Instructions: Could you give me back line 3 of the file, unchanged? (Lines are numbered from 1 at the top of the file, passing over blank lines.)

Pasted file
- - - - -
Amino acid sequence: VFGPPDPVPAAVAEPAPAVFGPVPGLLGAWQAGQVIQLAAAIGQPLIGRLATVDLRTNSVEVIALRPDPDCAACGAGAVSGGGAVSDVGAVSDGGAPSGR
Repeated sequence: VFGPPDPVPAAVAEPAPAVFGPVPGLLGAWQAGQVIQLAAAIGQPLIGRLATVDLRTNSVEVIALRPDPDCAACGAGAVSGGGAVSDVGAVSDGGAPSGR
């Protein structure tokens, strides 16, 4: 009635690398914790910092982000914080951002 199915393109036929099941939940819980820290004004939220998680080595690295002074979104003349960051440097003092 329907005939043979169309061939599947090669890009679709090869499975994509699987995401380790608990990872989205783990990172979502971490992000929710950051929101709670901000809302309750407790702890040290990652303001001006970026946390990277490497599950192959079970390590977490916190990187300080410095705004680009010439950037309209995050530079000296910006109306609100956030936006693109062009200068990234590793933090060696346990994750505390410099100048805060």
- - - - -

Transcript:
């Protein structure tokens, strides 16, 4: 009635690398914790910092982000914080951002 199915393109036929099941939940819980820290004004939220998680080595690295002074979104003349960051440097003092 329907005939043979169309061939599947090669890009679709090869499975994509699987995401380790608990990872989205783990990172979502971490992000929710950051929101709670901000809302309750407790702890040290990652303001001006970026946390990277490497599950192959079970390590977490916190990187300080410095705004680009010439950037309209995050530079000296910006109306609100956030936006693109062009200068990234590793933090060696346990994750505390410099100048805060």